Why have you been so durable throughout your career?
Jon Lester listened to that question after the Cubs revealed their $155 million lefty had been dealing with a “dead arm” in spring training. He shrugged his shoulders and paused for a few seconds, searching for an answer he couldn’t find.
“I don’t know,” Lester said at least four times. “Luck?”
Lester is obviously better than what he’s shown Cubs fans in April (0-2, 6.23 ERA), and he will get a chance to prove that on Friday afternoon at Wrigley Field against the Milwaukee Brewers.
The bigger issue is how a 31-year-old pitcher holds up across the next six seasons. The Cubs went into this with their eyes wide open, betting Lester would age gracefully and become their version of Andy Pettitte.
Remember how the Cubs planned an entire offseason around waiting for Masahiro Tanaka, only to have the New York Yankees blow them away with a $175 million investment?
Well, the Yankees put Tanaka on the disabled list this week with a strained right forearm and tendinitis in his right wrist – after shutting him down last season with a partially torn ulnar collateral ligament in his right elbow, the kind of injury that usually signals Tommy John surgery.
Texas Rangers ace Yu Darvish – another Japanese pitcher the Cubs once bid on – is already recovering from his Tommy John surgery. The Philadelphia Phillies don’t know if Cliff Lee’s left elbow will allow the Cy Young Award winner to throw another pitch again. One season into a six-year, $105 million contract, the Cincinnati Reds aren’t sure if Homer Bailey will need the Tommy John procedure.
If Theo Epstein isn’t numb to that kind of news by now, the Cubs president of baseball operations certainly understands the odds and realizes no one is immune to the epidemic.
“You know it going in,” Epstein said. “That’s why we just kind of curse ourselves up and down for even considering big money on free-agent pitchers at the beginning of every offseason. Because you know the injury risk and you don’t want to do it. But at some point you kind of have to.
“If you don’t want to bet on first-round pitchers, because the position players are a safe bet, and you don’t want to bet on young pitchers as the headliners in trades because you can get guys like Addison Russell back, then you can’t sit there and hold your nose on free-agent pitching and say no.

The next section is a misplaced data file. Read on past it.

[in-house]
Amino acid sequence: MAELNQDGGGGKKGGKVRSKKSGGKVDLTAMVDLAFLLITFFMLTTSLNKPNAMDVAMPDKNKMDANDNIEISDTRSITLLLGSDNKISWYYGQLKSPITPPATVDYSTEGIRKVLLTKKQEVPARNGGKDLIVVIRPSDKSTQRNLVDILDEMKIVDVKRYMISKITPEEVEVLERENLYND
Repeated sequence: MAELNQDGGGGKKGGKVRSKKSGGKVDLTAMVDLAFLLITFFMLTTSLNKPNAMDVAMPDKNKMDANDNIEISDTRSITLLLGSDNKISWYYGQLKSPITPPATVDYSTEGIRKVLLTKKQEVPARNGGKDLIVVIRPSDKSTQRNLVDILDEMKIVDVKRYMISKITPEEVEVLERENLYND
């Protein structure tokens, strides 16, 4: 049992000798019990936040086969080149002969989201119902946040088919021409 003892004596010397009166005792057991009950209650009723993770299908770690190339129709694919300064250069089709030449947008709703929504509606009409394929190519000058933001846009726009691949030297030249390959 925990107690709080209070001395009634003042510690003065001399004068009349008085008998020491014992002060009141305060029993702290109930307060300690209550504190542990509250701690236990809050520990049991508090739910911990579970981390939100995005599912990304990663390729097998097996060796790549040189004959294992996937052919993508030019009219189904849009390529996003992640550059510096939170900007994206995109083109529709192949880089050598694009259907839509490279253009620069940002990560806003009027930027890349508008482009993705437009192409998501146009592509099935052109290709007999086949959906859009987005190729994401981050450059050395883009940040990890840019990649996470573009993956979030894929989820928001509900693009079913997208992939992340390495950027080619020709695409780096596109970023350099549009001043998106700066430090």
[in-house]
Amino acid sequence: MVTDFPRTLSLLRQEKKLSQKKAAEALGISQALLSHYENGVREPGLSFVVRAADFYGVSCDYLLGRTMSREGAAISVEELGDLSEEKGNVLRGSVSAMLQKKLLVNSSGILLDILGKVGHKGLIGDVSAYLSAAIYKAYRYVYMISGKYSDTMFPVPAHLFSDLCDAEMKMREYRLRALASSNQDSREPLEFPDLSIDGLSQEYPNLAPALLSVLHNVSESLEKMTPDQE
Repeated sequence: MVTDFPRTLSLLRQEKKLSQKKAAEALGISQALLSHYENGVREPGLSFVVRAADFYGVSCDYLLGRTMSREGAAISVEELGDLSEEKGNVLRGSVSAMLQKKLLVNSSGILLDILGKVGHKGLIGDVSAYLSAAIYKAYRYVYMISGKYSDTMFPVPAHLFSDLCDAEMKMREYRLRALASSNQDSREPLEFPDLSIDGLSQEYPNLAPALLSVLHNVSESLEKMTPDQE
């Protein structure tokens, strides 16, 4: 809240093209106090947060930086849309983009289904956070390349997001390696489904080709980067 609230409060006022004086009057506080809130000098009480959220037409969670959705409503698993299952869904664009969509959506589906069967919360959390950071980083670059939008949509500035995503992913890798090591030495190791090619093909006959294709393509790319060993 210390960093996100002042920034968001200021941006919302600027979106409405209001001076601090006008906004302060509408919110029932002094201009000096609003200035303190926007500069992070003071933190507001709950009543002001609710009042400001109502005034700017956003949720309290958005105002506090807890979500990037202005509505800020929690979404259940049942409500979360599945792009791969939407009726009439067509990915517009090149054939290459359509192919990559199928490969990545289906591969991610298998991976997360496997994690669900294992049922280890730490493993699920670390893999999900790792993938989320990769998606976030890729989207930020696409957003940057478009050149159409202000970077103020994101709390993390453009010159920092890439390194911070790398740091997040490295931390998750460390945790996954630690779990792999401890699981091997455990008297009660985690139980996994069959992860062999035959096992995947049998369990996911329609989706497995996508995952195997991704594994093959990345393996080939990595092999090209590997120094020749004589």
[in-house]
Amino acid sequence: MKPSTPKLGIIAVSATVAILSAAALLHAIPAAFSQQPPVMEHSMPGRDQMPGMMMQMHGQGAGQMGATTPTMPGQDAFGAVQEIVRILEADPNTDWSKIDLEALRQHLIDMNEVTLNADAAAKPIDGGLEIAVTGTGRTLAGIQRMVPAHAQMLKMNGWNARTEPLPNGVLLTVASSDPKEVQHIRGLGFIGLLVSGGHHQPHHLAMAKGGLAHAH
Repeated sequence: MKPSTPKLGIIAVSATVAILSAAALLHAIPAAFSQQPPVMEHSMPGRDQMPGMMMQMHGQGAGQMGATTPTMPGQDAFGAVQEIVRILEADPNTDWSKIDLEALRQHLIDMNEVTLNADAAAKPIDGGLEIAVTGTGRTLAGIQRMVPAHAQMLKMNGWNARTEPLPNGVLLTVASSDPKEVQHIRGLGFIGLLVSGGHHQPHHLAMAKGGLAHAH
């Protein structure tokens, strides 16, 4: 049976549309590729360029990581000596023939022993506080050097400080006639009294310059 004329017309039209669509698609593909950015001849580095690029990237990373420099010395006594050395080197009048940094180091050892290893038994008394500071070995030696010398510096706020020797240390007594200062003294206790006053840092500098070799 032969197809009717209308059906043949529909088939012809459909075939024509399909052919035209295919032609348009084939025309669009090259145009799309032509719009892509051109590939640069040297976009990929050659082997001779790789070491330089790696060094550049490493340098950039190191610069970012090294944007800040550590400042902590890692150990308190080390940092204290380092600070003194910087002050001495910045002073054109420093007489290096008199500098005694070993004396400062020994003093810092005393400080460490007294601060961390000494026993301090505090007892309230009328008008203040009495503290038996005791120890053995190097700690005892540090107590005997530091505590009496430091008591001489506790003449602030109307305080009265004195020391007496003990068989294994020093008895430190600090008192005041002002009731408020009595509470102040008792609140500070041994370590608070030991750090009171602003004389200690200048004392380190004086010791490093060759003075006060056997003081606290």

“You’ll end up with no pitching. You have to do it one way or the other. I will say this: The worst part of the job is the fear of the phone ringing and it being a trainer with franchise-altering news about one of your pitchers. That (bleeping) sucks living with that every day. But it’s part of the game. It’s the same for everybody.”
The Cubs bet on Lester because they understood his personality, medical history, work ethic and family values through all their Boston Red Sox connections. It’s hard to argue with the track record: 30-plus starts in each of the last seven seasons, and at least 200 innings every year except for 2011, when he threw 191.2.
“The kid answers the bell every five days,” Cleveland Indians manager Terry Francona said. “He keeps himself in phenomenal shape. Loves to pitch. It’s scary, I think, for teams to give away that kind of money. But…I’d have a hard time finding somebody you would (rather) give it to. He’s phenomenal in just about every aspect of everything he does.”
Francona grew close to Lester while managing the Red Sox amid all the drama at Fenway Park. Lester got the cancer diagnosis during the 2006 season, beat anaplastic large cell lymphoma and then won the clinching game of the 2007 World Series against the Colorado Rockies at Coors Field.
The Cubs got Russell in the Fourth of July deal for Jeff Samardzija, who immediately noticed Lester’s consistency when the rental pitcher joined the Oakland A’s after a deadline trade from Boston.
“The dude’s a horse,” said Samardzija, now pitching for the White Sox in his walk year and expecting to sign his own nine-figure contract. “You look in this league, there are 30, 40 horses out there that you write a check for.
“You just close your eyes, because you know that no matter what amount you pay ‘em, they’re going to go do their job and it’s going to be a good investment. If I was an owner, the No. 1 thing that I would want is wherever I spend my money, when it’s all said and done, I was happy who I gave it to and how it was spent.
“I think they’re going to be very happy with what they get out of Jonny. He’s not going to shut it down. He’s not going to be content. And I think that’s what it’s all about, being that same guy you were when you were a rookie.”
Lester is obsessive with his routine, trying to throw the exact same bullpen sessions and warm-up pitches, whether it’s preparing for a minor-league scrimmage or the World Series.
Otherwise, Lester thinks, the emotions would get out of control. That tunnel vision has probably helped him stay healthy, though it doesn’t completely explain or guarantee his durability.
[SHOP: Gear up, Cubs fans]
“We all have things that we deal with through the season that come up,” Lester said. “I’ve been fortunate enough to kind of, I guess, minimize those things to where I’m still able to pitch.
“If I had an answer, I could give it to guys that struggle with being healthy. But I don’t (have an answer). I just try to (go for) as many starts as I can. That’s all I try to worry about.”
It hasn’t been the first impression the Cubs wanted, but the last word will belong to Lester, who has a career 2.57 ERA in 84 postseason innings and those two World Series rings from the Red Sox.
“Some guys start fast and finish terrible,” Lester said. “Other guys start slow and finish good. So I’d rather be the latter. That’s what you play for – the end of the year.”